What the international monitors thought of our election
Global monitors find faultsYou know, they have a point.
By Thomas Crampton International Herald Tribune
Wednesday, November 3, 2004
The global implications of the U.S. election are undeniable, but international monitors at a polling station in southern Florida said Tuesday that voting procedures being used in the extremely close contest fell short in many ways of the best global practices.
The observers said they had less access to polls than in Kazakhstan, that the electronic voting had fewer fail-safes than in Venezuela, that the ballots were not so simple as in the Republic of Georgia and that no other country had such a complex national election system.
'To be honest, monitoring elections in Serbia a few months ago was much simpler,' said Konrad Olszewski, an election observer stationed in Miami by the Organization for Security and Cooperation in Europe.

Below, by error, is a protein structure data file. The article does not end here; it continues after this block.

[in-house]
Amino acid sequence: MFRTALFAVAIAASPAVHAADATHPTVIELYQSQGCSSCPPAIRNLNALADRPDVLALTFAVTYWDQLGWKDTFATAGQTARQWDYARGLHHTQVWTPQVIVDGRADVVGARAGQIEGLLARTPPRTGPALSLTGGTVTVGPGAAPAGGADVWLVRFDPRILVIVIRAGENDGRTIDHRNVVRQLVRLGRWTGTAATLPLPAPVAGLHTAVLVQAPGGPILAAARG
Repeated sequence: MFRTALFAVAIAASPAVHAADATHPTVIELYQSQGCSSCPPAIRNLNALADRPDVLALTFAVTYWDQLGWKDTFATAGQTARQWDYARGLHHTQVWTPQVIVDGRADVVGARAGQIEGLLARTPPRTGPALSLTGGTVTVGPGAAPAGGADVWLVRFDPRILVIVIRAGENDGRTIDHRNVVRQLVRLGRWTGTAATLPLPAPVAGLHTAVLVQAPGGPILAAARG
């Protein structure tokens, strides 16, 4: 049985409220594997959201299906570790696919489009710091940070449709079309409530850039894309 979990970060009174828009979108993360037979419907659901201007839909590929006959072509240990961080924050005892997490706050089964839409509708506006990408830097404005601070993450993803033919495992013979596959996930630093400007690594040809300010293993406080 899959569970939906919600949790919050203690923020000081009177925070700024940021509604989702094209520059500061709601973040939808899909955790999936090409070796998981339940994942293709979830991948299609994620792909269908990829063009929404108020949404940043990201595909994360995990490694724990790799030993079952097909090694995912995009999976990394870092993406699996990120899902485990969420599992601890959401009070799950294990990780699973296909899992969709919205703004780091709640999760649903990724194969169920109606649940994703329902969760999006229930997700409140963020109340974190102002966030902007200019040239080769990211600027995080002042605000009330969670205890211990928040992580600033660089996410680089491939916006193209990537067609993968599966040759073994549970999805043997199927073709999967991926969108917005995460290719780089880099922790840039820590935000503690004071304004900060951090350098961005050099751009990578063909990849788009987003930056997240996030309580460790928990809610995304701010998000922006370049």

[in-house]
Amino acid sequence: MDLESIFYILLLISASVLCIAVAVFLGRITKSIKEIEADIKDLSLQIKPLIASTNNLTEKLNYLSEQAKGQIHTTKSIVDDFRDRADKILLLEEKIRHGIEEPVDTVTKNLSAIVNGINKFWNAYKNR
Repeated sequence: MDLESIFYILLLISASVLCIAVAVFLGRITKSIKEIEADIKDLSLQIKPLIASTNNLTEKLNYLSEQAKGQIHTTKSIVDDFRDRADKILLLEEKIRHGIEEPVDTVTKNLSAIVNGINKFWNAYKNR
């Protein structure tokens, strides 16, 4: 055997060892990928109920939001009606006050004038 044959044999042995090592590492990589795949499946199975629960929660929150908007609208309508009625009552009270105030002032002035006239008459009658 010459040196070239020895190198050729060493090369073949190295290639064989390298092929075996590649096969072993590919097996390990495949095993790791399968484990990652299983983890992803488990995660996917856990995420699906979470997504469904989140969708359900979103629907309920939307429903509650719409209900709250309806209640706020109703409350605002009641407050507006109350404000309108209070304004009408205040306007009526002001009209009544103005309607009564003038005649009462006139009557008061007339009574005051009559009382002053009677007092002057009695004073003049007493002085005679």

'They have one national election law and use the paper ballots I really prefer over any other system,' Olszewski said.
* * *
The United States is also nearly unique in lacking a unified voter registration system or national identity card, Gould said, adding that he would ideally require U.S. voters to dip a finger in an ink bowl or have a cuticle stained black after voting.
"In El Salvador, Namibia and so many other elections, the ink was extremely important in preventing challenges to multiple voting," Gould said. "In Afghanistan it didn't work so well, because they used the dipping ink for the cuticles, so it wiped right off."